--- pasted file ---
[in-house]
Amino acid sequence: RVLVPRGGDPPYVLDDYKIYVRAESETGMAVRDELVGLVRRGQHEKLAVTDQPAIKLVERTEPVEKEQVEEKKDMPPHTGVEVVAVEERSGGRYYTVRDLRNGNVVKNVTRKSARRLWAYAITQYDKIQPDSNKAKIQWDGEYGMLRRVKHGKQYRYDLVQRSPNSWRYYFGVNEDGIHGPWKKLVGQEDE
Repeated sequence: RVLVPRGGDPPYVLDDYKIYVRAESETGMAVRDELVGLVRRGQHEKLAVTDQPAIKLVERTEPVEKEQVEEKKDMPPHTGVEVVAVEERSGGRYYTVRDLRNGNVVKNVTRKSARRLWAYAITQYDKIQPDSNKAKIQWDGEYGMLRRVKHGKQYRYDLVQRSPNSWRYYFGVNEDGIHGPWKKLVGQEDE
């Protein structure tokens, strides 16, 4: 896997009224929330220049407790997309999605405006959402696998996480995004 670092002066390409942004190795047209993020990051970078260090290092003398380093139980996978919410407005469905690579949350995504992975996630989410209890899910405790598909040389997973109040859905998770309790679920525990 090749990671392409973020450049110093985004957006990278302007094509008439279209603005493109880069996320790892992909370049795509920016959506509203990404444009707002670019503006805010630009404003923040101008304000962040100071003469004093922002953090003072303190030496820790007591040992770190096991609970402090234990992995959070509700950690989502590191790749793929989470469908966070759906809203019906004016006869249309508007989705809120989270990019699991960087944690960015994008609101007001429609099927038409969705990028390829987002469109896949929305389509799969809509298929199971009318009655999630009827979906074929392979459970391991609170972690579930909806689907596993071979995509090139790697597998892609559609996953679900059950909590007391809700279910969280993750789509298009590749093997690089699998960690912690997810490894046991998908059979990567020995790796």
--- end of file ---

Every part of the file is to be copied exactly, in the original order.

[in-house]
Amino acid sequence: RVLVPRGGDPPYVLDDYKIYVRAESETGMAVRDELVGLVRRGQHEKLAVTDQPAIKLVERTEPVEKEQVEEKKDMPPHTGVEVVAVEERSGGRYYTVRDLRNGNVVKNVTRKSARRLWAYAITQYDKIQPDSNKAKIQWDGEYGMLRRVKHGKQYRYDLVQRSPNSWRYYFGVNEDGIHGPWKKLVGQEDE
Repeated sequence: RVLVPRGGDPPYVLDDYKIYVRAESETGMAVRDELVGLVRRGQHEKLAVTDQPAIKLVERTEPVEKEQVEEKKDMPPHTGVEVVAVEERSGGRYYTVRDLRNGNVVKNVTRKSARRLWAYAITQYDKIQPDSNKAKIQWDGEYGMLRRVKHGKQYRYDLVQRSPNSWRYYFGVNEDGIHGPWKKLVGQEDE
């Protein structure tokens, strides 16, 4: 896997009224929330220049407790997309999605405006959402696998996480995004 670092002066390409942004190795047209993020990051970078260090290092003398380093139980996978919410407005469905690579949350995504992975996630989410209890899910405790598909040389997973109040859905998770309790679920525990 090749990671392409973020450049110093985004957006990278302007094509008439279209603005493109880069996320790892992909370049795509920016959506509203990404444009707002670019503006805010630009404003923040101008304000962040100071003469004093922002953090003072303190030496820790007591040992770190096991609970402090234990992995959070509700950690989502590191790749793929989470469908966070759906809203019906004016006869249309508007989705809120989270990019699991960087944690960015994008609101007001429609099927038409969705990028390829987002469109896949929305389509799969809509298929199971009318009655999630009827979906074929392979459970391991609170972690579930909806689907596993071979995509090139790697597998892609559609996953679900059950909590007391809700279910969280993750789509298009590749093997690089699998960690912690997810490894046991998908059979990567020995790796």